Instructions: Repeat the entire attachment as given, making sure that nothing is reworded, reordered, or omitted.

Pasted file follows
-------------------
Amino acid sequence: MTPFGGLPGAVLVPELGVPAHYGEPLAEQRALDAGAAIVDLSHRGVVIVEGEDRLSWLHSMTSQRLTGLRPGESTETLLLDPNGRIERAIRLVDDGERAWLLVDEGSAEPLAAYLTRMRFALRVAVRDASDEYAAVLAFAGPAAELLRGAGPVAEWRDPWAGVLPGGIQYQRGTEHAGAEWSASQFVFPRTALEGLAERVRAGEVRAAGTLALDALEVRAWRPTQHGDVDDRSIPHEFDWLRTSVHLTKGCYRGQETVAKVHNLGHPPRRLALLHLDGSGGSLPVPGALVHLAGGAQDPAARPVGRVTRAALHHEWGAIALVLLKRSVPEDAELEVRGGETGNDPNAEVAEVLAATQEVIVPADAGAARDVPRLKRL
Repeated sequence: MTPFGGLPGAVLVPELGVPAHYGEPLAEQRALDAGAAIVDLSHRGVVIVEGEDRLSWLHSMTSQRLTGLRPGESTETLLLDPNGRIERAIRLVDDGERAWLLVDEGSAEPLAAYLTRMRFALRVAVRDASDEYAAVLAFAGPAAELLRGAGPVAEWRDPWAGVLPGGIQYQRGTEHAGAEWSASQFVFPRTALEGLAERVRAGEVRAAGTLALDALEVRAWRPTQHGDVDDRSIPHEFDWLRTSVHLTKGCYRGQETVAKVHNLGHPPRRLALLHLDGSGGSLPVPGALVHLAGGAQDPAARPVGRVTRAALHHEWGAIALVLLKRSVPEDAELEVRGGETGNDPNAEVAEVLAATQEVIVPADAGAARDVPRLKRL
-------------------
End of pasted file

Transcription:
Amino acid sequence: MTPFGGLPGAVLVPELGVPAHYGEPLAEQRALDAGAAIVDLSHRGVVIVEGEDRLSWLHSMTSQRLTGLRPGESTETLLLDPNGRIERAIRLVDDGERAWLLVDEGSAEPLAAYLTRMRFALRVAVRDASDEYAAVLAFAGPAAELLRGAGPVAEWRDPWAGVLPGGIQYQRGTEHAGAEWSASQFVFPRTALEGLAERVRAGEVRAAGTLALDALEVRAWRPTQHGDVDDRSIPHEFDWLRTSVHLTKGCYRGQETVAKVHNLGHPPRRLALLHLDGSGGSLPVPGALVHLAGGAQDPAARPVGRVTRAALHHEWGAIALVLLKRSVPEDAELEVRGGETGNDPNAEVAEVLAATQEVIVPADAGAARDVPRLKRL
Repeated sequence: MTPFGGLPGAVLVPELGVPAHYGEPLAEQRALDAGAAIVDLSHRGVVIVEGEDRLSWLHSMTSQRLTGLRPGESTETLLLDPNGRIERAIRLVDDGERAWLLVDEGSAEPLAAYLTRMRFALRVAVRDASDEYAAVLAFAGPAAELLRGAGPVAEWRDPWAGVLPGGIQYQRGTEHAGAEWSASQFVFPRTALEGLAERVRAGEVRAAGTLALDALEVRAWRPTQHGDVDDRSIPHEFDWLRTSVHLTKGCYRGQETVAKVHNLGHPPRRLALLHLDGSGGSLPVPGALVHLAGGAQDPAARPVGRVTRAALHHEWGAIALVLLKRSVPEDAELEVRGGETGNDPNAEVAEVLAATQEVIVPADAGAARDVPRLKRL